The IMM Graduate School created an online space to accommodate activities such as:

  • The provision and uploading of the final assessment paper for students to access and prepare for.
  • The uploading of a how-to-guide to assist students when they upload their completed assessment documents.
  • A check my work for plagiarism space with the same time and date limitations as the actual upload for grading title, and, lastly,
  • an upload for grading activity, again with date and time based on the Final Assessment time-table so students know when and where to upload.

We have processes in place to ensure all the variables and challenges throughout this process are addressed. A whole team is available to assist students to address any academic queries during the final assessment session quickly and efficiently. These two teams have to be available to address any queries during the entire duration of the 2 weeks from 8am in the morning until 8pm at night, and to address them quickly and correctly.

To ensure The IMM Graduate School stays on track, we have taken on additional markers to guarantee the marking of the final assessments are completed before the end of the semester so students have what they needed going into the next semester.

The show must go on and we at the IMM Graduate School are going out of our way to ensure all students can continue with their studies with minimal disruption.

Our students had this to say:

“I wanted to take this time to commend IMM on the amazingly progressive and accommodating way that the exams have been amended amid this Codiv 19 pandemic. So, flipping well done guys 😊 us students really owe you one  Caryn – student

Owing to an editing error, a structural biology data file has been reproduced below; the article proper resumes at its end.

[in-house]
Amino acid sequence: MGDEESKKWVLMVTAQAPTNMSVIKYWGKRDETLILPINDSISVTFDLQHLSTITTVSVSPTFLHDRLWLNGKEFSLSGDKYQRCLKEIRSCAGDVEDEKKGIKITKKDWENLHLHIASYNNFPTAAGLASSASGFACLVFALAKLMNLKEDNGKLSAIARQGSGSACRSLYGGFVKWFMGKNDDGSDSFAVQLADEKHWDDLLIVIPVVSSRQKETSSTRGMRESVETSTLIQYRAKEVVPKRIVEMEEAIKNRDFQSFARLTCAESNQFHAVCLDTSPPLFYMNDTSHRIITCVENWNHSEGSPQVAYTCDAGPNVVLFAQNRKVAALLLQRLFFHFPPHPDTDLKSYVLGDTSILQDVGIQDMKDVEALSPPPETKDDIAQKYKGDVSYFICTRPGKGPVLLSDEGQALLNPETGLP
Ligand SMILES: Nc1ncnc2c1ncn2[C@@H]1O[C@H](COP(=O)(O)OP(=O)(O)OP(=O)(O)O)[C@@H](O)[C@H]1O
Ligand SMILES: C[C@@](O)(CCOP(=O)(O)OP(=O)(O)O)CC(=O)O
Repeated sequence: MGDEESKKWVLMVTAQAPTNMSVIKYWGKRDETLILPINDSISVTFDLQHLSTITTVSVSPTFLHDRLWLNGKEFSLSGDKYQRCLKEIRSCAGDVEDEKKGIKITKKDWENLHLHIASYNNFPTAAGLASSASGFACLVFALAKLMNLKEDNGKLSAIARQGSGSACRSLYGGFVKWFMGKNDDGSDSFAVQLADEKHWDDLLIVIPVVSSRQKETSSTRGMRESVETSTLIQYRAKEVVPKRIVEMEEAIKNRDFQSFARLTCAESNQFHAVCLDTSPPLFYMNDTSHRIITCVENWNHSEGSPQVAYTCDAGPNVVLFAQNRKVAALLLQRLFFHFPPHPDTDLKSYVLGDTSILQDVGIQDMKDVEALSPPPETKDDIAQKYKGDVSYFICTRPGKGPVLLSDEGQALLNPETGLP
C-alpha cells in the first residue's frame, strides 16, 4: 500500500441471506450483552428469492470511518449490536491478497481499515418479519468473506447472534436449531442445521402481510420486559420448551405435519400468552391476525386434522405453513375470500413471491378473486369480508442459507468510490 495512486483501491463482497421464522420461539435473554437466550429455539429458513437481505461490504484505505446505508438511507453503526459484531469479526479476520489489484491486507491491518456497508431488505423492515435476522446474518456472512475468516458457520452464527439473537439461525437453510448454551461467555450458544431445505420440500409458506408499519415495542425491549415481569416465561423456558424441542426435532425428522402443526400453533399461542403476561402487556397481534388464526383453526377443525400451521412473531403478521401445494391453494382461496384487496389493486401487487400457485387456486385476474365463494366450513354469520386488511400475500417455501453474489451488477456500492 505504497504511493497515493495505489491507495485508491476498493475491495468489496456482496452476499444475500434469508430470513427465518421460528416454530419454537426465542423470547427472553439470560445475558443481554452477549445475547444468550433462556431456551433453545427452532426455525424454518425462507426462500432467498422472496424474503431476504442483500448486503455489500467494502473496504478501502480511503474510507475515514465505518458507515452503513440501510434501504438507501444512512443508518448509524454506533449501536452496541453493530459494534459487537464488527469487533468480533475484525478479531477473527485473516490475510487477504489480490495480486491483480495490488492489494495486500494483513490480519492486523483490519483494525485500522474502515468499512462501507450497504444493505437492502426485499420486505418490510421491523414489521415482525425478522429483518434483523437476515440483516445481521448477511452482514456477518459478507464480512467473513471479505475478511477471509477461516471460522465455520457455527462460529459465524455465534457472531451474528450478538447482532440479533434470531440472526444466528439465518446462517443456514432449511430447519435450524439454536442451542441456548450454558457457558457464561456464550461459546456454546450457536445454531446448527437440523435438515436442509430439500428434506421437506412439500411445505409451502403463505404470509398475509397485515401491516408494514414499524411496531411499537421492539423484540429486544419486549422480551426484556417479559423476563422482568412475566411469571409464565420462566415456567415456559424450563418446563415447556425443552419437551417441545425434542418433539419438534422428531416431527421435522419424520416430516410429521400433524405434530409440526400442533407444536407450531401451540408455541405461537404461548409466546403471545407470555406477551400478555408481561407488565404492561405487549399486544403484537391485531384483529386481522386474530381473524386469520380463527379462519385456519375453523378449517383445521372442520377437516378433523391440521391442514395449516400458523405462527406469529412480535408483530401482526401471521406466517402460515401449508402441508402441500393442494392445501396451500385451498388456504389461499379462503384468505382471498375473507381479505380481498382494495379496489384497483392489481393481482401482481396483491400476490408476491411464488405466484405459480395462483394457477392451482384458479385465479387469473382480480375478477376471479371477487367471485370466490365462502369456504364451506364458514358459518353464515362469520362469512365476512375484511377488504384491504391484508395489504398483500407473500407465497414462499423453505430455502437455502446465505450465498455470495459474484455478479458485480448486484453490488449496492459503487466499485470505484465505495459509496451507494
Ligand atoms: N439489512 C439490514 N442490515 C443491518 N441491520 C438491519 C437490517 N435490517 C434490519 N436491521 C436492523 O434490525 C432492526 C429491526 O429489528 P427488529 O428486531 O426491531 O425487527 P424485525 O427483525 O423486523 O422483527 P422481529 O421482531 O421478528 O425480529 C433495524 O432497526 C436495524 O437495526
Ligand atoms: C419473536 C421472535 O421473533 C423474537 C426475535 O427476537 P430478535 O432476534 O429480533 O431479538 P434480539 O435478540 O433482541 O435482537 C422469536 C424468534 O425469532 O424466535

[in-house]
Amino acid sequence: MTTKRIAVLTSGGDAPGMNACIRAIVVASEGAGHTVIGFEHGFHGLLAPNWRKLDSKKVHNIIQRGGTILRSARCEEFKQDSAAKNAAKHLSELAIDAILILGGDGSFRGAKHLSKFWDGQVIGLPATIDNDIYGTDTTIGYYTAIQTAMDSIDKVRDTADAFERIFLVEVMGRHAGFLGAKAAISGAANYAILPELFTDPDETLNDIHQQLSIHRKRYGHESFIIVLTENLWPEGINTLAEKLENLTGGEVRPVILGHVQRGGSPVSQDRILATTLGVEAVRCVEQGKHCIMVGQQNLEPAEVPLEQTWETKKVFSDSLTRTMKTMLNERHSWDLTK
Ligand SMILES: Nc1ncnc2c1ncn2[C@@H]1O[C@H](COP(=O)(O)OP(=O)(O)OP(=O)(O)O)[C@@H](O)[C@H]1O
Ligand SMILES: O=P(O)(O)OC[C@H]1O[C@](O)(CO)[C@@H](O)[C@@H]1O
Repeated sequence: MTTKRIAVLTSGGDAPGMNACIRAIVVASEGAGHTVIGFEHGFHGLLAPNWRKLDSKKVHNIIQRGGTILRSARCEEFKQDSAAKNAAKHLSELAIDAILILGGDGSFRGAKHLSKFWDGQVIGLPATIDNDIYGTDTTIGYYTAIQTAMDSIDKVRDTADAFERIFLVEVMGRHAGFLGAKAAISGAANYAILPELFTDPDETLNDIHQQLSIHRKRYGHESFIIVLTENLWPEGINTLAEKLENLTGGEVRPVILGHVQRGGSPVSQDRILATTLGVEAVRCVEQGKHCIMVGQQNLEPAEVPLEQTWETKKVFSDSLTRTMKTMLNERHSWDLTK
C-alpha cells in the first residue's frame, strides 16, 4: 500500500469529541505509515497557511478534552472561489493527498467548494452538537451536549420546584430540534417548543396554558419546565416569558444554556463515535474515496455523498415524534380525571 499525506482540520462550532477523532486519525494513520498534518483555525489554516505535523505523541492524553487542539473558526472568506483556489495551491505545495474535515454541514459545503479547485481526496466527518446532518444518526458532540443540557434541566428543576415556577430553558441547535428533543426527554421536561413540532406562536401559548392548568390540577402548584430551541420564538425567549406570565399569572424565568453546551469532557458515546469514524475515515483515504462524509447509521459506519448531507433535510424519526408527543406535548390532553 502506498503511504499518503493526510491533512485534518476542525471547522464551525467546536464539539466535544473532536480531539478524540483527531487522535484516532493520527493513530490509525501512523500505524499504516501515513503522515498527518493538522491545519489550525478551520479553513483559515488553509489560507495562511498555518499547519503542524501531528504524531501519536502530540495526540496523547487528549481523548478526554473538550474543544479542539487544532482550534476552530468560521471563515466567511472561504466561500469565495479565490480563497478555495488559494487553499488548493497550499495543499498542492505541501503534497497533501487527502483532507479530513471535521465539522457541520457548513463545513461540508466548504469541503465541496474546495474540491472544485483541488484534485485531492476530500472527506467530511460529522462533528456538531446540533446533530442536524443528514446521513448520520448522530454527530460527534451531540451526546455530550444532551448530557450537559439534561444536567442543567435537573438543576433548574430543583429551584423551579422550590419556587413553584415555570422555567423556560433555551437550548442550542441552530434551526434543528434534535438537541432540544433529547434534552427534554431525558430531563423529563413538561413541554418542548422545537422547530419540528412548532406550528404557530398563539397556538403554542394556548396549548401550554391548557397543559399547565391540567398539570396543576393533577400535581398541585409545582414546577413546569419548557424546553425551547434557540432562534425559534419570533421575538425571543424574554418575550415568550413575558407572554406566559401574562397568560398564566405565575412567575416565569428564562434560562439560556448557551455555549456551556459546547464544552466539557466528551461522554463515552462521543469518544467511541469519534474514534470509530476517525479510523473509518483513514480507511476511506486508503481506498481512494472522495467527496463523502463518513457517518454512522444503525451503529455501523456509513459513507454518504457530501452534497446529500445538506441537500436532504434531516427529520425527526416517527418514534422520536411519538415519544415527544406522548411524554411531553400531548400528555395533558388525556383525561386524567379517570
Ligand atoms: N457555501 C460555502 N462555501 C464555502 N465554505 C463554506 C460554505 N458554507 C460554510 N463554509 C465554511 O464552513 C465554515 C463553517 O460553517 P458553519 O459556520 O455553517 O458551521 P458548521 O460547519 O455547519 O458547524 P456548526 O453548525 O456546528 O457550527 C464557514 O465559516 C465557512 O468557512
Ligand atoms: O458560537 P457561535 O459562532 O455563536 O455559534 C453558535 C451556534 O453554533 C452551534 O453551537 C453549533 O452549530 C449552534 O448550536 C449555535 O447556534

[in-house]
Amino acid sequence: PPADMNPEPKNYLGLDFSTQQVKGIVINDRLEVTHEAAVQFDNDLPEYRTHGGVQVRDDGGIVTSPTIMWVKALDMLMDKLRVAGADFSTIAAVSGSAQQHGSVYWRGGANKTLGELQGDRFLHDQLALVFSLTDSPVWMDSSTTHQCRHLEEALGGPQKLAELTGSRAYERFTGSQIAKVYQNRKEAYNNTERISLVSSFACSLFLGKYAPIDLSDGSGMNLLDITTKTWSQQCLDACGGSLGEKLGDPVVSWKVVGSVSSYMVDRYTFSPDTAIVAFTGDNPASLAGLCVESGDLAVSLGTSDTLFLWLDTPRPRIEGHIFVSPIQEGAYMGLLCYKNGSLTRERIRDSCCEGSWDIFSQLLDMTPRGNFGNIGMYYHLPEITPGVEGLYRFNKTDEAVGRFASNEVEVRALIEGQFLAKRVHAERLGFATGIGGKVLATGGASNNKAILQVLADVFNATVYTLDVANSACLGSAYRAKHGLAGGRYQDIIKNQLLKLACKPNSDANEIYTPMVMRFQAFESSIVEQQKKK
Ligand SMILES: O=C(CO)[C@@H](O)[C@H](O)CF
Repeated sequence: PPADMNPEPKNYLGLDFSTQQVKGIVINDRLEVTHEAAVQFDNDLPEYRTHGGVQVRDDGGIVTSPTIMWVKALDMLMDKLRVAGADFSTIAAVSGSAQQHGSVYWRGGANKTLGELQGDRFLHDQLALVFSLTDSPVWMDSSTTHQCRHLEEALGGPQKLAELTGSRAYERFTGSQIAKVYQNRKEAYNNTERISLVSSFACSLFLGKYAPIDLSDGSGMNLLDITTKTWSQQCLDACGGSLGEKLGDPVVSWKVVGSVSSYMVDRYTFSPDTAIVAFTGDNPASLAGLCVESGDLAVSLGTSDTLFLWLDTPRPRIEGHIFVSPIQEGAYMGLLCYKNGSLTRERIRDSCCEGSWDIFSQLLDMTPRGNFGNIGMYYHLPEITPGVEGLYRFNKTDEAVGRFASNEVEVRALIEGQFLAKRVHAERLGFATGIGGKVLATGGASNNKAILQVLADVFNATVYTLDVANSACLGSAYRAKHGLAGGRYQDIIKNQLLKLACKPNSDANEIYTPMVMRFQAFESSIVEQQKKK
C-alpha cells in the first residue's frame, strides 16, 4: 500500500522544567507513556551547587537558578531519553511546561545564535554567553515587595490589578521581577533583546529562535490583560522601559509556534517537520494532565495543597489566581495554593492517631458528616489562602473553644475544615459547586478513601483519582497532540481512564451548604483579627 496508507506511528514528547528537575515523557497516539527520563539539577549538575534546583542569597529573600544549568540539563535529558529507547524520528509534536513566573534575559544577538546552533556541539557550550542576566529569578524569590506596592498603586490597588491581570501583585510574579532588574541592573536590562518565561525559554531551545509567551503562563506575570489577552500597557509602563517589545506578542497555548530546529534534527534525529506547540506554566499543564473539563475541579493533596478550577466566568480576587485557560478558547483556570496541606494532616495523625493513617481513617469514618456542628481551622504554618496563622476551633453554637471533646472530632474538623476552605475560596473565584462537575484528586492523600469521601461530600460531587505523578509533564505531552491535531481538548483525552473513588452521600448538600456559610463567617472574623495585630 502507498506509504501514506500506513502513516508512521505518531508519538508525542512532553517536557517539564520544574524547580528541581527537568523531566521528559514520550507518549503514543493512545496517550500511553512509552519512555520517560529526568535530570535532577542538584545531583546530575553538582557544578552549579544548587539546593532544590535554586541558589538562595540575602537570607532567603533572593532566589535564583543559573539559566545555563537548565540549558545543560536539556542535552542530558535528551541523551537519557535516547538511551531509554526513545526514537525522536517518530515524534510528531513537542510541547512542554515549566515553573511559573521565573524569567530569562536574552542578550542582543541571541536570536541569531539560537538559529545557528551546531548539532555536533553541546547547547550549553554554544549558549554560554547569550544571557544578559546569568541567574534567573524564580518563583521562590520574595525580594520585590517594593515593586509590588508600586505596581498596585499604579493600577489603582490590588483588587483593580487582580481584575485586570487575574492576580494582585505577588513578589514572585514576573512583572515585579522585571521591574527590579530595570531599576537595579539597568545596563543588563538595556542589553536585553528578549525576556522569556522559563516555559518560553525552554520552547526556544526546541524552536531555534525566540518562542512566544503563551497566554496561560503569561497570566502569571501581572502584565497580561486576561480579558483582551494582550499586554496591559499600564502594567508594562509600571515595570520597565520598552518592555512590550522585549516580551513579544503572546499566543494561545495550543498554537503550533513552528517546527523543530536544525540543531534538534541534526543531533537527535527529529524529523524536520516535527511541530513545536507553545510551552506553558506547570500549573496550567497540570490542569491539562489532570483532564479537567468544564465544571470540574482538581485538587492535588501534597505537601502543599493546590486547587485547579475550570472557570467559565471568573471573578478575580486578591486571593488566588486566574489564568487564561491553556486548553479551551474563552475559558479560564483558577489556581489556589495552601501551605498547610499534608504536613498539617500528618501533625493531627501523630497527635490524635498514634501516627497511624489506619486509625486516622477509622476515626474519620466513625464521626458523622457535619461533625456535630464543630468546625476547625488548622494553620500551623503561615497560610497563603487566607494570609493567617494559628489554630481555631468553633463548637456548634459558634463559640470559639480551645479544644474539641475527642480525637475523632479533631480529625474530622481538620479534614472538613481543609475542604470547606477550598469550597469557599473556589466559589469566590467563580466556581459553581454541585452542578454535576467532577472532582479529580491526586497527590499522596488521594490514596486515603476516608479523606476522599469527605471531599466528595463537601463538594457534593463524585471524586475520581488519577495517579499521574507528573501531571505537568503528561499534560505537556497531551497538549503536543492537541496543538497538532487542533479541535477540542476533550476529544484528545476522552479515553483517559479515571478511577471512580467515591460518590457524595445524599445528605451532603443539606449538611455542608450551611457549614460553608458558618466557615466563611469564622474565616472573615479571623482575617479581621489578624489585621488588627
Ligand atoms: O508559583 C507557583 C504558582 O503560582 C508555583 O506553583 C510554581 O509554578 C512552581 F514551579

“Today I want to share with the whole world how incredibly awesome IMM has been and is especially during this lock down.  During this lock down IMM has been at the forefront of online support and making it possible to finish my Honours degree online this semester.” Annelie C

 “Well done IMM with being highly innovative and prepared in this uncertain Covid -19 times. As a student based in New Zealand busy with my BPhil Honours course, I have been overwhelmed with what’s going on in society. Your innovative online portals, friendly and helpful staff and wonderful support to be safe and thrive in this time has made giving my best so much easier even from a far. Thank you for making my journey to success and safety so much more enriching.” Chazelle L.

 “I started studying towards my honours degree this year. With the COVID.19 outbreak, everything has become a lot more stressful, but IMM has handled everything so well and has offered great support to their students, ultimately reinforcing the benefits of online education. – Honours Degree Student, Catherine H

Written by Riana Prins, Head: Assessments & Learning Management System, Academic Faculty, IMM Graduate School of Marketing